Evaluating the Cost-Effectiveness of Nutrition Policies to Reduce the Obesogenic Effects of Restaurant and Fast Food Intake
Background: Reducing obesogenic effects of restaurant and fast food intake is a national nutrition policy priority. This study estimated the potential cost-effectiveness of national restaurant menu calorie labeling and a proposed 20 percent fast food sales tax.
Methods: The Childhood Obesity Intervention Cost Effectiveness Study (CHOICES) microsimulation model and systematic review process was used to estimate the cost-effectiveness of nutrition policies targeting restaurant and fast food intake. Healthcare costs averted and cost-effectiveness of ten-year reductions in body mass index (BMI), childhood obesity and gains in quality-adjusted life years (QALYs) were estimated for the 2015 U.S. population.
Results: Implementing menu labeling and the fast food tax would cost $278 million and $141 million in the first year, respectively, and would reach approximately 90 million youth. Based on a meta-analysis of menu labeling studies, menu labeling was estimated to reduce per capita BMI among youth by -0.014 units (95% Uncertainty Interval (UI): -0.039; 0.011). Based on published estimates of fast food demand and relationship between fast food intake and BMI, the fast food tax was estimated to reduce BMI among youth by -0.002 units (95%UI: -0.005, 0). Results on healthcare costs and cost-effectiveness to reduce childhood and adult obesity and increase QALYs will be presented.
Conclusions: The proposed policies would likely have limited impact on reducing childhood obesity. However, due to higher fast food and restaurant intake as well as a stronger relationship between intake and BMI among adults, these policies are expected to have a greater impact on reducing adult obesity.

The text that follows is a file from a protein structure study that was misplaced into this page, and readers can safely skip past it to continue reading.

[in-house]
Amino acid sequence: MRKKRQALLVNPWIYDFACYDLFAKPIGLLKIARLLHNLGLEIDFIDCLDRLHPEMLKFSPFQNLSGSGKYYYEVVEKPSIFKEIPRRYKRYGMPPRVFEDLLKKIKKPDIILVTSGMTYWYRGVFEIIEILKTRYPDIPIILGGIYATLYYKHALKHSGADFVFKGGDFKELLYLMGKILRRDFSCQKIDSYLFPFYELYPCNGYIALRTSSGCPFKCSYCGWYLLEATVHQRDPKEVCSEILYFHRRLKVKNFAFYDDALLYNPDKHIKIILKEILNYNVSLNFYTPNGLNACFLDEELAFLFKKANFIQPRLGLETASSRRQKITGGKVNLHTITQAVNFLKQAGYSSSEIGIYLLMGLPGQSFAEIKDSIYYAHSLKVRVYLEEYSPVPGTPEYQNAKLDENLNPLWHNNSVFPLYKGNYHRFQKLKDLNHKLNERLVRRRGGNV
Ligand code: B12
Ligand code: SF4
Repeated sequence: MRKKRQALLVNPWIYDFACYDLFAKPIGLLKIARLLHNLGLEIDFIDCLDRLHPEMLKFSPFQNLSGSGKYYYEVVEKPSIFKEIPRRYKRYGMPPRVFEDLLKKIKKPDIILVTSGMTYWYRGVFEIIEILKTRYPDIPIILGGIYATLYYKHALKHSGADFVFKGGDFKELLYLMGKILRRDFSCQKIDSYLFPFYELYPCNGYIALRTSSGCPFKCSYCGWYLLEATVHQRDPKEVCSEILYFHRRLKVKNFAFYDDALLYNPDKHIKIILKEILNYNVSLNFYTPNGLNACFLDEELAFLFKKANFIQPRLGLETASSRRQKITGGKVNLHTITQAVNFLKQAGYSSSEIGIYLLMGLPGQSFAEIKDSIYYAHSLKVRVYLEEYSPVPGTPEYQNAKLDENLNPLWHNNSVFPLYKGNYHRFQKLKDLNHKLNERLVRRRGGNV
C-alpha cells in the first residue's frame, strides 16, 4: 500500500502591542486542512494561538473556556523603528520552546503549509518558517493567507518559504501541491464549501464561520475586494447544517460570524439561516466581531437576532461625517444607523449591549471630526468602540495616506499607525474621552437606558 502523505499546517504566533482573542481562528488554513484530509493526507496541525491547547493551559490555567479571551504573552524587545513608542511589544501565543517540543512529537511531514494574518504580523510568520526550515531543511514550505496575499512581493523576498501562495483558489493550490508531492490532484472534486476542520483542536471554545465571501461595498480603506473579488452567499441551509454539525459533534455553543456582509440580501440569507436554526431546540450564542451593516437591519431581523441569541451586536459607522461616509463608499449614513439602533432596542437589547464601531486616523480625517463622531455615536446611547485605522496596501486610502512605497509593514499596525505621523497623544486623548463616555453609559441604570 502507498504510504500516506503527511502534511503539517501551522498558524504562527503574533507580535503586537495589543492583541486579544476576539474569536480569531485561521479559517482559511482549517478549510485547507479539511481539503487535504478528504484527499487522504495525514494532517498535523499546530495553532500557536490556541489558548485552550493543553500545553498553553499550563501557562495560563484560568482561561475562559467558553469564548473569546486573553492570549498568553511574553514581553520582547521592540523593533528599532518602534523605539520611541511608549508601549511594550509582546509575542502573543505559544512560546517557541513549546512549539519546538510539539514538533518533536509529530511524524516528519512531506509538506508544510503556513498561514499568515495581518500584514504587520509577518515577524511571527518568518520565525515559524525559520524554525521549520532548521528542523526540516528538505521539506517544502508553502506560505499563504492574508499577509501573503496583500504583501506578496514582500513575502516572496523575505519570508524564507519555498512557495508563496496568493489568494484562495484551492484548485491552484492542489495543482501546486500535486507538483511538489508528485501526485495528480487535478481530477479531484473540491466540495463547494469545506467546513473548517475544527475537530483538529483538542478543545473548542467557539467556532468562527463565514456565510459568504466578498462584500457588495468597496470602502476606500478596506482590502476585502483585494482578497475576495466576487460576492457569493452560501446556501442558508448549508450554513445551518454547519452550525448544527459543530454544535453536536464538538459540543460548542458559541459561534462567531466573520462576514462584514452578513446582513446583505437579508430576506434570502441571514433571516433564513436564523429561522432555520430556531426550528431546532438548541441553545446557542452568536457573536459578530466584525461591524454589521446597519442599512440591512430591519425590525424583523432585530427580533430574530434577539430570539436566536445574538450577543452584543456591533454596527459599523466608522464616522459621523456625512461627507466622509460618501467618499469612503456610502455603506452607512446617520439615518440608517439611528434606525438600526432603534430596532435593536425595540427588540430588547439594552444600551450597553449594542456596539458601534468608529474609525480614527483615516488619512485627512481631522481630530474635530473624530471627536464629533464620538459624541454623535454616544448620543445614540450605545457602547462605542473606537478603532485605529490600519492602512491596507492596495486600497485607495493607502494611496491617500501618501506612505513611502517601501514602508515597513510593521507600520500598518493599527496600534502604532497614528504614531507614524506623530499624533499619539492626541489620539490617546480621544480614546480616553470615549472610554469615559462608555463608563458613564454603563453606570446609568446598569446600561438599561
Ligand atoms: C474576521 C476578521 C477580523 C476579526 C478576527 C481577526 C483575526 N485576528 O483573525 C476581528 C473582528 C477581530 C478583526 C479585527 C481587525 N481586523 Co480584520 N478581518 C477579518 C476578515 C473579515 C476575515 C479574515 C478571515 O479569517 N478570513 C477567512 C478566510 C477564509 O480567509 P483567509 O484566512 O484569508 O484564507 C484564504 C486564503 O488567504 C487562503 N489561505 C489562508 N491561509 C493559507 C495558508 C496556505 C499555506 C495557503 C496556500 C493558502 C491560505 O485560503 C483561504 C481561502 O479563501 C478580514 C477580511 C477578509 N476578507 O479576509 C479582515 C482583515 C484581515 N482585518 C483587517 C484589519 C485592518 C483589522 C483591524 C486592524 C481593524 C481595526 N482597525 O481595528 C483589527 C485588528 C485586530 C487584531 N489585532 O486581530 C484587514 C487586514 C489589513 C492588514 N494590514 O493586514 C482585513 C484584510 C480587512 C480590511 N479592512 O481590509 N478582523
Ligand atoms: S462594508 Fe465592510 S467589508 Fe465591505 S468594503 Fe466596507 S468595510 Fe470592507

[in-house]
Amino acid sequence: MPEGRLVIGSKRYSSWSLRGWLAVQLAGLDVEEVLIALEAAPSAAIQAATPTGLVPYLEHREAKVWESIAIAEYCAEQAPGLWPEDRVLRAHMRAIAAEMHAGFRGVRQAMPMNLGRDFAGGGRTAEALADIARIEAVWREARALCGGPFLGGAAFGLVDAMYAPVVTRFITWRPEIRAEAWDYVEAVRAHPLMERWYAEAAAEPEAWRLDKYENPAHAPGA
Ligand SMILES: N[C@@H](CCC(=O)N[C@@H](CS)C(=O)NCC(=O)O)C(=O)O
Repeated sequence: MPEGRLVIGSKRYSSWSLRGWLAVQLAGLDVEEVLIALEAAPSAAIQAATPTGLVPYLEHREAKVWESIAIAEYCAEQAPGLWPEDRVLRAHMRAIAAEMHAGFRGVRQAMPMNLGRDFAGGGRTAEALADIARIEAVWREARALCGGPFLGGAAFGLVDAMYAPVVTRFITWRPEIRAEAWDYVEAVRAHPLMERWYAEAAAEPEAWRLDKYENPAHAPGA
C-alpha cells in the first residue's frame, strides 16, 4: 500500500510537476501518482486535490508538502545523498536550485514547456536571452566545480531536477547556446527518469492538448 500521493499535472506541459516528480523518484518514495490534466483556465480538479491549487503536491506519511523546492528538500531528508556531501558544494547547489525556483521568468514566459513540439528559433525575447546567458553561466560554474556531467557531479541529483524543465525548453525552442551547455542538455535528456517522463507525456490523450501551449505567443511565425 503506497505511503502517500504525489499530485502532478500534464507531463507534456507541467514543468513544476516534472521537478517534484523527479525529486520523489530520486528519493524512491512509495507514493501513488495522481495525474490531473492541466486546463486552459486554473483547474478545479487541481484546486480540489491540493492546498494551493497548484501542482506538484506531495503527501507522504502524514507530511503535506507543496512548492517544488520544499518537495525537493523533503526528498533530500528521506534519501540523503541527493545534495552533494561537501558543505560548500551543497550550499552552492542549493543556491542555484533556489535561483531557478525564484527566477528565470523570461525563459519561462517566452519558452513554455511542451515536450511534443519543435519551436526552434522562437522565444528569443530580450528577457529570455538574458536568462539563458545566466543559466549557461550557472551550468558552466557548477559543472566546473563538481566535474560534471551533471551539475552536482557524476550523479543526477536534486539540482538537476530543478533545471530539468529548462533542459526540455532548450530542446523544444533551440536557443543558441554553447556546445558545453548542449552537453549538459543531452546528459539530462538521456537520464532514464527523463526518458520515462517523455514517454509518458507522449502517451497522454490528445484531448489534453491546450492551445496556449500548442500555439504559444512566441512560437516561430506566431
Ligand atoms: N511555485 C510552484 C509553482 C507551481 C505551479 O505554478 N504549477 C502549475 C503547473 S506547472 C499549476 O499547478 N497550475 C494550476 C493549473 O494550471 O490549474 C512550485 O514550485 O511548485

Learning Areas:Conduct evaluation related to programs, research, and other areas of practice
Public health or related public policy
Systems thinking models (conceptual and theoretical models), applications related to public health
Evaluate the evidence supporting estimates of the potential impact of restaurant menu calorie labeling and fast food taxes on child and adult BMI and related healthcare costs Compare the cost-effectiveness of restaurant menu calorie labeling and fast food taxes to other nutrition policy and programmatic approaches to reducing childhood obesity
Keyword(s): Obesity, Decision-Making
Qualified on the content I am responsible for because: I have been the lead or co-author on publications and presentations evaluating a broad range of nutrition policies targeting school food environments, neighborhood food environments, federal nutrition assistance programs and food prices.
Any relevant financial relationships? No
I agree to comply with the American Public Health Association Conflict of Interest and Commercial Support Guidelines, and to disclose to the participants any off-label or experimental uses of a commercial product or service discussed in my presentation.